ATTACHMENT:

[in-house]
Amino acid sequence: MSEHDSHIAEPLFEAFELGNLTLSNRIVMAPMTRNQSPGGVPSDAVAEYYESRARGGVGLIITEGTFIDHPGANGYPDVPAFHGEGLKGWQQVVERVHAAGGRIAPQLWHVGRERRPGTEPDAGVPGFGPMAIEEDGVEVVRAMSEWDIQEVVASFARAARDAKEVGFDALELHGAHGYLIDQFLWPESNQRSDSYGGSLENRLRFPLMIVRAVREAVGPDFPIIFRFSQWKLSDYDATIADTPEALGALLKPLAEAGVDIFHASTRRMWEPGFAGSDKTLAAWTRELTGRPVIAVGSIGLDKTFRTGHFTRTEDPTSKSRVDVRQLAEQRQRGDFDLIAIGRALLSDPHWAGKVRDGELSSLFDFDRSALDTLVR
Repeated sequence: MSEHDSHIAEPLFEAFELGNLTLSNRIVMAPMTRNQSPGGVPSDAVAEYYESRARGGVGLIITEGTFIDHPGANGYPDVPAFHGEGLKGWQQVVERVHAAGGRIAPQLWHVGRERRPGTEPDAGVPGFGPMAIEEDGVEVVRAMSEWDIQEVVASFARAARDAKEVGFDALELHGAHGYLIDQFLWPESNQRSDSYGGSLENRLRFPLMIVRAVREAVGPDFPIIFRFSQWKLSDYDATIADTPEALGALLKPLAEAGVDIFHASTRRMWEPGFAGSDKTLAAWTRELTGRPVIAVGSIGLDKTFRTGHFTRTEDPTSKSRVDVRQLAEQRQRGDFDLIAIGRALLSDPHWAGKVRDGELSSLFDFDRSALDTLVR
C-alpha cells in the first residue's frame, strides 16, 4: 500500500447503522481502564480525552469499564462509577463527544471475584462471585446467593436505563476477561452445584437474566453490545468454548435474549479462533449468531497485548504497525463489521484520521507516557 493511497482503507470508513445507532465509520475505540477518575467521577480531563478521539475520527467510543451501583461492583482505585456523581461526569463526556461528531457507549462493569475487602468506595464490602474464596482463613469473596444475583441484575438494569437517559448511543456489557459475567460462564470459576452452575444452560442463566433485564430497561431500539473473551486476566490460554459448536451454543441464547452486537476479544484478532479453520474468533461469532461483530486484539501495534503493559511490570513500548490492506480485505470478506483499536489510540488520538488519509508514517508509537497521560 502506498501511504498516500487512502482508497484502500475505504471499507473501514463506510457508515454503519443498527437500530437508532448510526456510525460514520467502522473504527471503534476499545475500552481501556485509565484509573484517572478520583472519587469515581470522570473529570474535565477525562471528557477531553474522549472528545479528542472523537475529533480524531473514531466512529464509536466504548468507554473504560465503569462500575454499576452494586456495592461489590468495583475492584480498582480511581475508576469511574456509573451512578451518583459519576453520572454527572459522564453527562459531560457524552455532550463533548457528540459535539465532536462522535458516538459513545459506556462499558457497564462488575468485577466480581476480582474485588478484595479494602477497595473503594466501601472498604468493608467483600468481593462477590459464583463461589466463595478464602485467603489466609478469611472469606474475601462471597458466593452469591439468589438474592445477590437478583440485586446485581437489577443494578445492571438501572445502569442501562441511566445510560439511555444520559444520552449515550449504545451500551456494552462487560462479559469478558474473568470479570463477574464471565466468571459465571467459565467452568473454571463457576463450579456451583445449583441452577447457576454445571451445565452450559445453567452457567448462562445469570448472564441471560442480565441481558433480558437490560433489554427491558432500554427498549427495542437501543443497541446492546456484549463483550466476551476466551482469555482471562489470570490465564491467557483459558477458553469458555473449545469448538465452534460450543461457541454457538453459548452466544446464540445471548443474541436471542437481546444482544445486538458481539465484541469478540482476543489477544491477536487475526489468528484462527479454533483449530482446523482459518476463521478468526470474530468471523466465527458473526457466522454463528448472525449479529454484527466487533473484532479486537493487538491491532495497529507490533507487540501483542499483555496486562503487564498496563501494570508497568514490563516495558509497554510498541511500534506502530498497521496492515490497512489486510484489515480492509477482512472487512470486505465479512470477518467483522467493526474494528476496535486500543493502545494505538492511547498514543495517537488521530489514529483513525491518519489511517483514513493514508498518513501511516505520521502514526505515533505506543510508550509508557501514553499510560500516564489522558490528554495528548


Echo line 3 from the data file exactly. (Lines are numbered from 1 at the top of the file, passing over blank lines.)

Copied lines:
Repeated sequence: MSEHDSHIAEPLFEAFELGNLTLSNRIVMAPMTRNQSPGGVPSDAVAEYYESRARGGVGLIITEGTFIDHPGANGYPDVPAFHGEGLKGWQQVVERVHAAGGRIAPQLWHVGRERRPGTEPDAGVPGFGPMAIEEDGVEVVRAMSEWDIQEVVASFARAARDAKEVGFDALELHGAHGYLIDQFLWPESNQRSDSYGGSLENRLRFPLMIVRAVREAVGPDFPIIFRFSQWKLSDYDATIADTPEALGALLKPLAEAGVDIFHASTRRMWEPGFAGSDKTLAAWTRELTGRPVIAVGSIGLDKTFRTGHFTRTEDPTSKSRVDVRQLAEQRQRGDFDLIAIGRALLSDPHWAGKVRDGELSSLFDFDRSALDTLVR